3. Tell the story.

PR pros create stories and impart information that resonate with the public and underscore the client’s or organization’s message. In the movie business, it writes the story about the story. Public relations conveys background information about the film. It might be the backstory of a 60-year-old screenwriter who stuttered like his main character or the personal struggles of the leading man. Our job as practitioners is to add real-life context to a make-believe world, intriguing the audience.

4. Show enthusiasm.

Your client may be a titan of industry, a genius and a great visionary, but he or she needs to understand that the media and the public require some humility.

Take the case of the difficult star who disdains campaigning, and believes that it reduces him to a shill.  The PR pro must show the star that appearing at a press conference can be the difference between being nominated or not.

“People who are voting want to feel that those nominated have some interest in being voted for,” said Cynthia Swartz, an Oscar specialist formerly with 42 West, a PR firm for the entertainment industry.

According to Dennis Rice, an awards publicist whose clients have included Miramax and Disney,  “Any awards process is partially a popularity contest, and if anyone has done anything to alienate people, it’s going to affect the vote.”

5. Know the media

Figuring out which media outlet to target is a universal concern — and one that isn’t so simple anymore.  

While speaking on NPR, Rice said that publicists used to focus only on trade publications.  Then they recognized that consumer media could reach both Academy members and general audiences, so they altered their approach.

“Now there’s a shift into the Internet,” Rice said. “It has created a minefield of challenges to see who is reading, watching and listening.”

Medavoy agrees that today’s media landscape has changed how he reaches audiences. He notes that in the 1980s, television was the key public influencer, whereas now the media is more fractionalized, requiring a broader reach.

6. Use social media wisely.

Hollywood is finding that despite the universal infatuation with social media, in some cases, it is more a result than a tactic.

While social media is something people are thinking about in Oscar campaigns, it doesn’t play a big part, Swartz said.

“One of the things you hope to achieve in a campaign is to get people talking to each other, and certainly social media is one of the ways [that happens],” she said. “So if you do your job right with other things, such as screening and publicizing the film, you’ll increase the talk among people who are voting. So in a secondary way, social media plays a role.”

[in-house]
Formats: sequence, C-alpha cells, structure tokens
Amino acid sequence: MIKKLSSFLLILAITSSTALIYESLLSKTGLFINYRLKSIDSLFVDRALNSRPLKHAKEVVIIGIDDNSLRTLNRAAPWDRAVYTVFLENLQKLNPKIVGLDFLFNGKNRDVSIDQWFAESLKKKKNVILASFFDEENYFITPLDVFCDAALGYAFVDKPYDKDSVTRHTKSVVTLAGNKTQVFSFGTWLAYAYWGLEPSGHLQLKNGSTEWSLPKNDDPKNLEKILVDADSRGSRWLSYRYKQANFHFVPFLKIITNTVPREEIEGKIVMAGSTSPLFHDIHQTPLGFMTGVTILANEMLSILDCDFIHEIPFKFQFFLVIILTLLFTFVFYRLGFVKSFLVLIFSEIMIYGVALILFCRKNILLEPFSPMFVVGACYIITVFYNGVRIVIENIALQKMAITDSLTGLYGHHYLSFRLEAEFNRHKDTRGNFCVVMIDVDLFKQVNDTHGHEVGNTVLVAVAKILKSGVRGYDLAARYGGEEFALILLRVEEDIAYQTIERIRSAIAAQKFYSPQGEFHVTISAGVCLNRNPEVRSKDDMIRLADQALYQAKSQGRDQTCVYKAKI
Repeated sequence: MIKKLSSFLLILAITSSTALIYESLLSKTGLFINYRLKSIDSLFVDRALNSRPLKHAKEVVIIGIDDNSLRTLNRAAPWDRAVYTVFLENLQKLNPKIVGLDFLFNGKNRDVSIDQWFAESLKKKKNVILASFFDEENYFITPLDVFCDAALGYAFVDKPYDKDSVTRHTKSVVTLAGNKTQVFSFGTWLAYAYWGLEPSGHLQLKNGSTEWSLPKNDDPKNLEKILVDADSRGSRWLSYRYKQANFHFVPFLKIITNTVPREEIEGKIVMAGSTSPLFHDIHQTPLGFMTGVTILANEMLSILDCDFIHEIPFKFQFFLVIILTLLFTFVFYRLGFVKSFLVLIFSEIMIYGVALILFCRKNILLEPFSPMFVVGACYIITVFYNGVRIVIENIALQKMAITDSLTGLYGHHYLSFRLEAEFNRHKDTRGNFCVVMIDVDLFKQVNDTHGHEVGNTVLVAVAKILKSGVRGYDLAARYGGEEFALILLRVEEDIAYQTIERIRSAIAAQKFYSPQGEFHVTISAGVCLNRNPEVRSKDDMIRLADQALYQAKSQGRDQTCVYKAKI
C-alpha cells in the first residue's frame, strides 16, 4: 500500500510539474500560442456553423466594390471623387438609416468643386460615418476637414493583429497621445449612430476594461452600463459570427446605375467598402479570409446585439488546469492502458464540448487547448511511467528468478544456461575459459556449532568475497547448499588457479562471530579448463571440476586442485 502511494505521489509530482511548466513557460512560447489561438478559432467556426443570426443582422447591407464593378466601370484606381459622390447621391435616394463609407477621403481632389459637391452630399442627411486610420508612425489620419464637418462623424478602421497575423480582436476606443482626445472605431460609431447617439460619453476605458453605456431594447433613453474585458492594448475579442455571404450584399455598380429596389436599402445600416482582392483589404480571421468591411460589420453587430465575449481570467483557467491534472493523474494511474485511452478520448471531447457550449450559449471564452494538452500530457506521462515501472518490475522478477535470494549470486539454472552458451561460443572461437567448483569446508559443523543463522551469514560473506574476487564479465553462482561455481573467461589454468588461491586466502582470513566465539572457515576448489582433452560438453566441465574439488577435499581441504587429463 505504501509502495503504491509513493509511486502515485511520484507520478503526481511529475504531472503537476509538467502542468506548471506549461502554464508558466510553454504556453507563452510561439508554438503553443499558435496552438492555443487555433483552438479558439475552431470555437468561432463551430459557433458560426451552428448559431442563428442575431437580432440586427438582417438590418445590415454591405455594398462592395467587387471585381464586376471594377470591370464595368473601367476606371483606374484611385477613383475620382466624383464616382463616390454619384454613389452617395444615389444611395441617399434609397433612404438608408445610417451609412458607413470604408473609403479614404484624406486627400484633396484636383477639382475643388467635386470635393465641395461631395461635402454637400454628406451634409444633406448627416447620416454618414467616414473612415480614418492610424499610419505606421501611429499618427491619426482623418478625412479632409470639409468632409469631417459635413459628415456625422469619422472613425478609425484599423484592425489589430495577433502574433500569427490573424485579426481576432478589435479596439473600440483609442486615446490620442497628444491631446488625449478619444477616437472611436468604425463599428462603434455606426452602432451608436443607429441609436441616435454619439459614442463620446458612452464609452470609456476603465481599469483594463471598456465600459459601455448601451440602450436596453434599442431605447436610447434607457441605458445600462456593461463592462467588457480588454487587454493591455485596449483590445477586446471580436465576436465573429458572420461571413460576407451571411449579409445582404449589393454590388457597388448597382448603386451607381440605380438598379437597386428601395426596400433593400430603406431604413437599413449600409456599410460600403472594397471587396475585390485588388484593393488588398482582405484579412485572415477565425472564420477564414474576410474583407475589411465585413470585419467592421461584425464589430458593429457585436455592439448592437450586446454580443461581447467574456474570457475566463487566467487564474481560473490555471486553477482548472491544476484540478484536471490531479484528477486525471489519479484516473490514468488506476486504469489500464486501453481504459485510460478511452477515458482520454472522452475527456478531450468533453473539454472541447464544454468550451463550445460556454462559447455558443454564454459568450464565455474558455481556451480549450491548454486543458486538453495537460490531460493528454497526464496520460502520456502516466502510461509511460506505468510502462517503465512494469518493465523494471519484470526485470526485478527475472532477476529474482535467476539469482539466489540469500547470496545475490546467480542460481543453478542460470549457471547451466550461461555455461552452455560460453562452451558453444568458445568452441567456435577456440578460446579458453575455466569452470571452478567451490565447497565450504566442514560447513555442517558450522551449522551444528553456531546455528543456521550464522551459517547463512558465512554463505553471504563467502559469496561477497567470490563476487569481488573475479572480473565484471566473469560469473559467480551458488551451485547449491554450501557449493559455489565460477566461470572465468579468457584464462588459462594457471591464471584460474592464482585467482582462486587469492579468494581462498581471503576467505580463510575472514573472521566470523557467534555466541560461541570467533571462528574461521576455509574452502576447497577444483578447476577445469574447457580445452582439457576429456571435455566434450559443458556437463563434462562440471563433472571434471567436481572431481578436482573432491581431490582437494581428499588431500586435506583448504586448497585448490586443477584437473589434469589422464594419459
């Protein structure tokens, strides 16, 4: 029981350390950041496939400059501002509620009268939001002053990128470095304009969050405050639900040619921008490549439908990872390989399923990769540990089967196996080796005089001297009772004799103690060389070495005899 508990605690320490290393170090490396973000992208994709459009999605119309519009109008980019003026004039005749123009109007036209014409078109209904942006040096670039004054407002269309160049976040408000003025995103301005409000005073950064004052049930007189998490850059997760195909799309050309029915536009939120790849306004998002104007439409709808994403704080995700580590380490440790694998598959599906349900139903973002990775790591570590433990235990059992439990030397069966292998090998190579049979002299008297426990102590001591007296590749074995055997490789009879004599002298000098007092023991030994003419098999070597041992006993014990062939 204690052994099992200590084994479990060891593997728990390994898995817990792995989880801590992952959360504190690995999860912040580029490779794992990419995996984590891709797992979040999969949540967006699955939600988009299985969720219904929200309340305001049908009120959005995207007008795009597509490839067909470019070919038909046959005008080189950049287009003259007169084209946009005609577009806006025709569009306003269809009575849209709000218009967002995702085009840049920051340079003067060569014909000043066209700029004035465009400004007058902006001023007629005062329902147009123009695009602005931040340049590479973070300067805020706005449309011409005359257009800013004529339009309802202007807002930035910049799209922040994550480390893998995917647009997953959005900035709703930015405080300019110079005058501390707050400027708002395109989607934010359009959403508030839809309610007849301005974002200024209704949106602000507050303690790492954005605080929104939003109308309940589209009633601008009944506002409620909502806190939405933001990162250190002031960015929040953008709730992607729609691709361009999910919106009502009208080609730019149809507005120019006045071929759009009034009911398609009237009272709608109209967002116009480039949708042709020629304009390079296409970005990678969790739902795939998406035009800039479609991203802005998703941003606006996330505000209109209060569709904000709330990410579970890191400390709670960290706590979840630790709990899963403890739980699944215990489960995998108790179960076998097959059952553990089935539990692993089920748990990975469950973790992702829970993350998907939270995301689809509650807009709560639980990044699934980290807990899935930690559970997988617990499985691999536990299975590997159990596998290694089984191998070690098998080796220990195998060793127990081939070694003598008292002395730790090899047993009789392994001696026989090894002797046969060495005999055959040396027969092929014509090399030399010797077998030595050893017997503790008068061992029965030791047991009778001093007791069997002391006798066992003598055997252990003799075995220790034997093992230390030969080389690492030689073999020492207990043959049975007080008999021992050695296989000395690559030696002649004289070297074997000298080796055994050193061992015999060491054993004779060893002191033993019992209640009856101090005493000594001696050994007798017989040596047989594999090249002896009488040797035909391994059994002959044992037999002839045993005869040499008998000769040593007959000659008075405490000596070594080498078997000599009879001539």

However, Swartz said that she sees growth in online advertising at relevant industry sites.

If blogs fit into your definition of social media (many blogs are one-way publications), then Oscar campaigns embrace them.

But rather than trying to blanket every movie blog, PR pros in the movie business look for sites that have become top influencers.
 
All PR pros should consider this kind of targeting when tackling social media.

7.  Realize that “winning” isn’t everything.

Sure, winning Best Picture will dramatically increase a film’s revenues after the awards, but its revenues likely already increased after the pre-nomination Oscar campaigns, the nomination announcements and the awards campaigns — all of which reached the general public.

Likewise, any efforts you put into your PR campaign will yield returns, even if your expectations have fallen short of your goals.

With film campaigns, the whole process not only increases ticket sales, but also boosts the careers of everyone associated with the contending films.

The glory of the win itself can fade, and the contenders can become just as highly regarded as the winners.

“It becomes a combination of a popularity contest and timing,” said Medavoy. “How do you say a film is the best when there are movies that didn’t win, which over time prove to be just as good or better?” 

Mark H. Osmun Mark H. Osmun is a Silver Anvil winner and a consultant in Northern California. He is author of the novel and screenplay “Marley’s Ghost.”